In Fig. 1B, we simulated the results of two statistical tests performed at maternal heterozygous, fetal homozygous SNPs. We assumed an equal distribution of read counts between the two alleles (no amplification bias). We used a likelihood threshold of 1000 for SPRT and set the alpha level at 0.001 for the Chi-squared test. As expected, the sequencing depth required to reach statistical significance was inversely correlated with fetal fraction. For instance, in SPRT, 8650X and 1000X yielded correct fetal genotypes at 4% and 12% fetal fraction, respectively. For Chi-squared test, the same outcome was achieved at 13400X and 1450X, respectively.

The accuracy of SNP genotyping

In a proof-of-concept study, we selected 36 SNPs (minor allele frequency, MAF > 0.3, 1000 genomes) from all chromosomes in the human genome except for 13, 17 and Y. These loci included single-nucleotide changes as well as indels of 2–5 nucleotides (Additional file 2: Table S2). We prepared artificial samples in which genomic DNA from a female volunteer and her biological child were fragmented by ultrasonication and mixed at pre-determined proportions to represent plasma DNA with a fetal fraction of 4%, 6% and 8%. In addition, we collected genomic and plasma DNA from five pregnancies. Fetal fraction was estimated by calculating the percentage of paternal alleles at maternal homozygous and fetal heterozygous SNPs [28]. The amniotic fluid samples (~ 10 mL) were also obtained for verification of the NIFG results.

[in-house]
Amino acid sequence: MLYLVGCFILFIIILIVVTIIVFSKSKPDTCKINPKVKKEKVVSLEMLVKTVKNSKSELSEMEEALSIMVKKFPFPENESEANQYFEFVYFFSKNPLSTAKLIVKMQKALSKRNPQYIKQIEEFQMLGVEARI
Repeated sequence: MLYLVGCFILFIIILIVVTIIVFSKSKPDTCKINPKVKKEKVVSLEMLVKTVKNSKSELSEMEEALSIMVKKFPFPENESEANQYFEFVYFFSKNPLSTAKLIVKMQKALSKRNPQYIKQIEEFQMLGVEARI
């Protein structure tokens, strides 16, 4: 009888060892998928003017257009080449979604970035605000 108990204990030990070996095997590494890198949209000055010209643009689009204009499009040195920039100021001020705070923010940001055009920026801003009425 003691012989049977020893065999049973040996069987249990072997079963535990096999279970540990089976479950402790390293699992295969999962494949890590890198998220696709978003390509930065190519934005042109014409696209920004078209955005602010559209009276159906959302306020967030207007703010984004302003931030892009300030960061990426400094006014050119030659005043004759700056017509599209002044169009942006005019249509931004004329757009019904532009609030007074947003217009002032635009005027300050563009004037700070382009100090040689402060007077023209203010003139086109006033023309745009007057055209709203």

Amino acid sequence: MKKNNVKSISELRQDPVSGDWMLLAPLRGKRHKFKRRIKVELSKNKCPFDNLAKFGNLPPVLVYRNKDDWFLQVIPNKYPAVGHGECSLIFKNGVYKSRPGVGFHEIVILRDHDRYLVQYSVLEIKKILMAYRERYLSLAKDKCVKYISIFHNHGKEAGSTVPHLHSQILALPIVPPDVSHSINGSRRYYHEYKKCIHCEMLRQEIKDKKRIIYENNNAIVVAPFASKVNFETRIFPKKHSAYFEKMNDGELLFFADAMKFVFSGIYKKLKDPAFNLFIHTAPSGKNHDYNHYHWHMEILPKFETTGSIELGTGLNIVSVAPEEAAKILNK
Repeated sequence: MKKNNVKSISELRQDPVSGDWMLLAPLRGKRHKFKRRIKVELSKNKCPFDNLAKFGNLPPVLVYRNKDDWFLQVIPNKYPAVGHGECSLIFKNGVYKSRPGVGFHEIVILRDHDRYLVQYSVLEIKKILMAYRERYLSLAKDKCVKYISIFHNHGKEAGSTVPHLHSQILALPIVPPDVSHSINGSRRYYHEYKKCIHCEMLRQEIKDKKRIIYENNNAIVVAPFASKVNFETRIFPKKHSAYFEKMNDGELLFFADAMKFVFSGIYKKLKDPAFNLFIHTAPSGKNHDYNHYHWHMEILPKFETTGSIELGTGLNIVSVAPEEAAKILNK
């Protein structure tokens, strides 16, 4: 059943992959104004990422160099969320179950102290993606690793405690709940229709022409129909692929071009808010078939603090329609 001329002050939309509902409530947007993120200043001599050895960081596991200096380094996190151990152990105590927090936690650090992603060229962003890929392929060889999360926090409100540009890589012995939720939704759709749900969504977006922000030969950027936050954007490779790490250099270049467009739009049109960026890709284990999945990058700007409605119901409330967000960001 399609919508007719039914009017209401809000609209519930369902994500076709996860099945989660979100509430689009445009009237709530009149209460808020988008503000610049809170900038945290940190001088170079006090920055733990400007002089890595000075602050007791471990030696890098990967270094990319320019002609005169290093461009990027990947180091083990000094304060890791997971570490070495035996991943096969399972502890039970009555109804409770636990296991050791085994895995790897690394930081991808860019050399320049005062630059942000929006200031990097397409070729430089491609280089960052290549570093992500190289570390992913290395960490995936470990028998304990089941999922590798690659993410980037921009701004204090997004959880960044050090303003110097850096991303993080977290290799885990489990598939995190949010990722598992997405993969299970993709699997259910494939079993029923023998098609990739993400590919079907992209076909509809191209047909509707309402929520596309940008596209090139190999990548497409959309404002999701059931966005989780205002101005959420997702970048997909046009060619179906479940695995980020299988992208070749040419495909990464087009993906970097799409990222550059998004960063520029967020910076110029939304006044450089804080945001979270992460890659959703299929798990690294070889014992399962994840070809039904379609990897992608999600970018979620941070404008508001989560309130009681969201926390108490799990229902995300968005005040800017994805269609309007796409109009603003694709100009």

Thirty-six SNPs were amplified from 5 ng of genomic and plasma DNA in a multiplex reaction. A subsequent index-PCR was performed to add sequencing adaptors on both ends of amplicons, which were subject to massively parallel sequencing on the Miseq platform (150 bp paired-end, average depth: 15500X). The experiments were repeated twice, and only concordant genotyping results were considered; otherwise, a “no-call” was assigned. Overall, SPRT yielded 99.62% (95% CI 97.67–99.99%) accuracy in base calling (8.33% no-call), compared with 98.31% (95% CI 95.57–99.50%) for Chi-squared test (18.06% no-call) (Fig. 2A, D). For maternal homozygous SNPs, SPRT was 100% (95% CI 97.00–100.00%) accurate (zero no-call), while Chi-squared test was 99.29% (95% CI 95.66–99.99%) with 6.67% no-call (Fig. 2B, D). For maternal heterozygous SNPs, SPRT results were 99.12% (95% CI 94.71–99.99%) correct (17.39% no-call), compared with 96.88% (95% CI 90.83–99.32%) for Chi-squared test (30.43% no-call) (Fig. 2C, D).